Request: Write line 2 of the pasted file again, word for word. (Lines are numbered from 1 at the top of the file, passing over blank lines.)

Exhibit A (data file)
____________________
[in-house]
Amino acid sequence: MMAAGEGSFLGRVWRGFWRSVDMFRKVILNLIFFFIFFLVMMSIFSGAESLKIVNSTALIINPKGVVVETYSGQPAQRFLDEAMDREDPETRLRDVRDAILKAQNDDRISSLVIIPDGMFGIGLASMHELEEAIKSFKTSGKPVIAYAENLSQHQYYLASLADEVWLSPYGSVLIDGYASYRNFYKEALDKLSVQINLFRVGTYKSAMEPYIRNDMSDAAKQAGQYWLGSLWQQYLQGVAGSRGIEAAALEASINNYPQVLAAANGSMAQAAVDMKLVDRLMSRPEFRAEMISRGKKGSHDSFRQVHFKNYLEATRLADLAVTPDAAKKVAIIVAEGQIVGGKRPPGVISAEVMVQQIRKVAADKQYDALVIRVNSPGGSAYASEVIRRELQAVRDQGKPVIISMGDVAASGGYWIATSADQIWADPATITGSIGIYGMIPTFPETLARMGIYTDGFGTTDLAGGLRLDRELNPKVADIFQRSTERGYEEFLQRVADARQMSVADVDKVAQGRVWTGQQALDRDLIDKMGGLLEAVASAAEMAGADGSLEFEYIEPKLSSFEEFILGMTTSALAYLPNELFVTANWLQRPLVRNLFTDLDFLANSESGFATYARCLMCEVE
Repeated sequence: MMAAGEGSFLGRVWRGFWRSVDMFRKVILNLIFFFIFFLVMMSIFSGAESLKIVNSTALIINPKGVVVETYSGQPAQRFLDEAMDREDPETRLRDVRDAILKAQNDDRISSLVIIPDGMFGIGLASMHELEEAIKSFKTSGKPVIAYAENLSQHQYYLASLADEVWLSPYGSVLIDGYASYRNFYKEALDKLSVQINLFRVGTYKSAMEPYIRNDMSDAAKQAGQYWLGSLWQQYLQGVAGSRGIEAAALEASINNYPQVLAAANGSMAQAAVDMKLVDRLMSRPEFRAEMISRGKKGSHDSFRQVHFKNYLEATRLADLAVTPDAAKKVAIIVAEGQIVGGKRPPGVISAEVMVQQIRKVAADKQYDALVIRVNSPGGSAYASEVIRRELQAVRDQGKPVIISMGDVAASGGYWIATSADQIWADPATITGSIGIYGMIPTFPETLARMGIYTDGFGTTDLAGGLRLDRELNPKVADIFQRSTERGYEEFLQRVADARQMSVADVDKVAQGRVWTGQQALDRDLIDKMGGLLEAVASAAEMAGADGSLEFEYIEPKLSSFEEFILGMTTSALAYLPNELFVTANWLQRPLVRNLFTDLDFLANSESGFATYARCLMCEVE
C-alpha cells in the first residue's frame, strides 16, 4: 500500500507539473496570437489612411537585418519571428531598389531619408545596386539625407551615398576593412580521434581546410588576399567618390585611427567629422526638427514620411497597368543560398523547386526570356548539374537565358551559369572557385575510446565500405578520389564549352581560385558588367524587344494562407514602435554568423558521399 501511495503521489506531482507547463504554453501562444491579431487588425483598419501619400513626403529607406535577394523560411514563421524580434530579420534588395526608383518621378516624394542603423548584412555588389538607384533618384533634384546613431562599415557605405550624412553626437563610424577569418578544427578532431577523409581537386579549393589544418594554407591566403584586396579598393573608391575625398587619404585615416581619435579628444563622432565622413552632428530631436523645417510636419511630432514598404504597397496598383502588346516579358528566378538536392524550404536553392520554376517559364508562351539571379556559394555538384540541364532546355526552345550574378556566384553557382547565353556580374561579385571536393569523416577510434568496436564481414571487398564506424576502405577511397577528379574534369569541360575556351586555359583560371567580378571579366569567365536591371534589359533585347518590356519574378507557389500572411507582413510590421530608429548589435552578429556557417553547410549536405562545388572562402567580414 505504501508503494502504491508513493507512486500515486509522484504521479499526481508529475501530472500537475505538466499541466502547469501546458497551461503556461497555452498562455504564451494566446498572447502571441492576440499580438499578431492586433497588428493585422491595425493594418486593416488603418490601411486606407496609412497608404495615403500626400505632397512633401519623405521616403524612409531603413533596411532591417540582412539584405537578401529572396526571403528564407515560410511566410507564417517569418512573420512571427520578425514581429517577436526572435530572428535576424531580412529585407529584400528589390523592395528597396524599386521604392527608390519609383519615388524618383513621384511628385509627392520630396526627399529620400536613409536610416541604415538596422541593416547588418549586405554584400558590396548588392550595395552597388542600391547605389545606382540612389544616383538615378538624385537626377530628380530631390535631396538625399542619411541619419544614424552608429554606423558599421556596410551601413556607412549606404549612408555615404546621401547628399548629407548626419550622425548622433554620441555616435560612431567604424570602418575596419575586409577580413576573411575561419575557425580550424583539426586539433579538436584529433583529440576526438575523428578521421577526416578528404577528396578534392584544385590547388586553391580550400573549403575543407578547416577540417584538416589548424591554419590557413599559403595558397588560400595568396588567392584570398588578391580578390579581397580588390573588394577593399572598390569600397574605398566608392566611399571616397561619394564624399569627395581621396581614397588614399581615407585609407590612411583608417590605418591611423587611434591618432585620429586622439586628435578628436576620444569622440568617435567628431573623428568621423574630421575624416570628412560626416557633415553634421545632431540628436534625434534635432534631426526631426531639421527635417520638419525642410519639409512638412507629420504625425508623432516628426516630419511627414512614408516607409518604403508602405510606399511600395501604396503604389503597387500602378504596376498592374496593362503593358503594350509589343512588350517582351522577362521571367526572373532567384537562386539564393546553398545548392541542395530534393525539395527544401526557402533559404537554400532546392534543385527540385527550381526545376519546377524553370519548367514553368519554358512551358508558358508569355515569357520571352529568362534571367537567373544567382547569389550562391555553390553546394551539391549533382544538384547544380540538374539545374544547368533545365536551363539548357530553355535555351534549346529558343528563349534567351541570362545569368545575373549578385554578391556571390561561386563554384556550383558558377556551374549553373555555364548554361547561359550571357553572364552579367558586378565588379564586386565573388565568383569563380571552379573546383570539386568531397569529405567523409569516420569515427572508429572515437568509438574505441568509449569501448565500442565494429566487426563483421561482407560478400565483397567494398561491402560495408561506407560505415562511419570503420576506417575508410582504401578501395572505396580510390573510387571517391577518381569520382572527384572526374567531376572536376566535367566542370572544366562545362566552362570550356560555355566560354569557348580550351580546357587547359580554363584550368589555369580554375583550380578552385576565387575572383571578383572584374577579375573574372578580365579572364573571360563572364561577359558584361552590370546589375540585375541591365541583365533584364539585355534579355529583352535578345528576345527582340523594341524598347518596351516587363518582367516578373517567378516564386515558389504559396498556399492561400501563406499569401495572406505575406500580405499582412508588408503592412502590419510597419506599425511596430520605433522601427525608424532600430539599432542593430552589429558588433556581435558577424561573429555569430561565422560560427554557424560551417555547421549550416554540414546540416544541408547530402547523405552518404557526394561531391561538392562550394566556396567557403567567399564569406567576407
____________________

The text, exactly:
Amino acid sequence: MMAAGEGSFLGRVWRGFWRSVDMFRKVILNLIFFFIFFLVMMSIFSGAESLKIVNSTALIINPKGVVVETYSGQPAQRFLDEAMDREDPETRLRDVRDAILKAQNDDRISSLVIIPDGMFGIGLASMHELEEAIKSFKTSGKPVIAYAENLSQHQYYLASLADEVWLSPYGSVLIDGYASYRNFYKEALDKLSVQINLFRVGTYKSAMEPYIRNDMSDAAKQAGQYWLGSLWQQYLQGVAGSRGIEAAALEASINNYPQVLAAANGSMAQAAVDMKLVDRLMSRPEFRAEMISRGKKGSHDSFRQVHFKNYLEATRLADLAVTPDAAKKVAIIVAEGQIVGGKRPPGVISAEVMVQQIRKVAADKQYDALVIRVNSPGGSAYASEVIRRELQAVRDQGKPVIISMGDVAASGGYWIATSADQIWADPATITGSIGIYGMIPTFPETLARMGIYTDGFGTTDLAGGLRLDRELNPKVADIFQRSTERGYEEFLQRVADARQMSVADVDKVAQGRVWTGQQALDRDLIDKMGGLLEAVASAAEMAGADGSLEFEYIEPKLSSFEEFILGMTTSALAYLPNELFVTANWLQRPLVRNLFTDLDFLANSESGFATYARCLMCEVE